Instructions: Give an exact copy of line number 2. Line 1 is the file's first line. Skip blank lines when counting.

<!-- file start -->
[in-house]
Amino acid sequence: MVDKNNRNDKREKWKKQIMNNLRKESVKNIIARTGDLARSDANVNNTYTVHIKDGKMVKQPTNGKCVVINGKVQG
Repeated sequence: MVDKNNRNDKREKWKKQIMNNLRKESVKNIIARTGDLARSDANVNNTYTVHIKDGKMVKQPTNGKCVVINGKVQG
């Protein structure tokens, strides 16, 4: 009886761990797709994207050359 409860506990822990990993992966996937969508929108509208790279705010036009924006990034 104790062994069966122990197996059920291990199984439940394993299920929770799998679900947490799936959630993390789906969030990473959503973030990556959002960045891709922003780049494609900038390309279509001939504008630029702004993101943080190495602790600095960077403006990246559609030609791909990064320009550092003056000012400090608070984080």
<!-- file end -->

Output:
Amino acid sequence: MVDKNNRNDKREKWKKQIMNNLRKESVKNIIARTGDLARSDANVNNTYTVHIKDGKMVKQPTNGKCVVINGKVQG